Walter Abish has always worked within carefully defined, self-imposed limits: the extreme yet oddly extravagant formalism of ALPHABETICAL AFRICA, the sheer perfection of HOW GERMAN IS IT, winner of the PEN/Faulkner prize. The very titles of his works underscore this preoccupation: DUEL SITE, “The English Garden,” MINDS MEET, IN THE FUTURE PERFECT, NINETY-NINE: THE NEW MEANING. At first glance, Abish’s latest novel represents something of a departure from his characteristic sense of stylistic and formal restraint: longer, more leisurely in its development, more accessible (as suggested by Abish’s switching publishers, from New Direction to Knopf). Yet for all these differences, ECLIPSE FEVER evidences Abish’s unusual (which is to say unusual) degree of artistic control and narrative gamesmanship, qualities that have made him one of contemporary literature’s most interesting figures.
The plot of ECLIPSE FEVER is playfully convoluted, a virtual parody of connectedness. Alejandro, a Mexican critic, sees off his wife, Mercedes, who flies to the United States both to teach and to resume her affair with Jurad, a (Jewish?) writer. Meanwhile, Jurad’s (former) friend Preston Hollier, head of Eden Enterprises, arrives in Mexico to further business interests which include installing an elevator in the Pyramid of the Sun around which he plans to build a retirement community for Americans. Hollier’s wife Rita takes up with Alejandro’s friend, Francisco, at the very villa (now owned by Hollier) where Alejandro and Francisco once catalogued a collection of pre-Columbia artifacts, including a codex which reports the Spanish conquest from the Indian side. It is this same artifact which Emilio (aka Jesus) tries to sell after meeting Jurad’s daughter Bonny (aka Buddy), who tires of her father’s interest in Mercedes and ends up in Mexico waiting for the eclipse.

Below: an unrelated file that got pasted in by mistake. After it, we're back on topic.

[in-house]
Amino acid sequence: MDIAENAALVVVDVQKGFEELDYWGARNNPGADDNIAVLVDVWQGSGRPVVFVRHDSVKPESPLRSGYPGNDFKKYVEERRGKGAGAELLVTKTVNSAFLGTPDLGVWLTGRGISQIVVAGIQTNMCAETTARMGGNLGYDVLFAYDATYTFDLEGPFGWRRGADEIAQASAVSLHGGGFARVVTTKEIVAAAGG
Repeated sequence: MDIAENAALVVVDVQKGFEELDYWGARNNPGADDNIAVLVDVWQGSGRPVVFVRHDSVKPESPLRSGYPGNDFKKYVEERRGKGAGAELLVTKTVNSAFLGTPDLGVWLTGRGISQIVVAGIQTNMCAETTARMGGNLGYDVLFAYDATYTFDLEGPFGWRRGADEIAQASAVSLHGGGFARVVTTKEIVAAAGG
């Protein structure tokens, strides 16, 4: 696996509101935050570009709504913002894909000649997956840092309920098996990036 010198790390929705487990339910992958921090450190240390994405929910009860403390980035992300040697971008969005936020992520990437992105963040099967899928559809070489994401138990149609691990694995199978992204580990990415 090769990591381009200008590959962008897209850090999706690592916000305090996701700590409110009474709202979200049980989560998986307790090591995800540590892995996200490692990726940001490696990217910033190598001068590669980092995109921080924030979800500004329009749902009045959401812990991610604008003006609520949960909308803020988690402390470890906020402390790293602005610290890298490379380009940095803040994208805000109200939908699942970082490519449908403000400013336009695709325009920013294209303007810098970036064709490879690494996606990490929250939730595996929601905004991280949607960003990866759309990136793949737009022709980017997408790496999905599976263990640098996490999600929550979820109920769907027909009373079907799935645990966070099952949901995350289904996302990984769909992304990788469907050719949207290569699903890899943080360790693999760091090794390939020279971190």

The plots multiply and teasingly and self-consciously intertwine in a mock mystery far more postmodern than portentous. Yet for all its playfulness, ECLIPSE FEVER raises a variety of serious questions about hegemony—culturally, economically, socially, sexually, and, yes, narratively considered. A highly literary and entirely successful performance, a south-of-the-border version of THE GREAT GATSBY by way of DON QUIXOTE, LOLITA, and THE TREASURE OF SIERRA MADRE (among others), ECLIPSE FEVER is ultimately but never reductively about writing and reading, about the making of stories, including histories, about ownership and control, about the many faces of conquest and eclipse.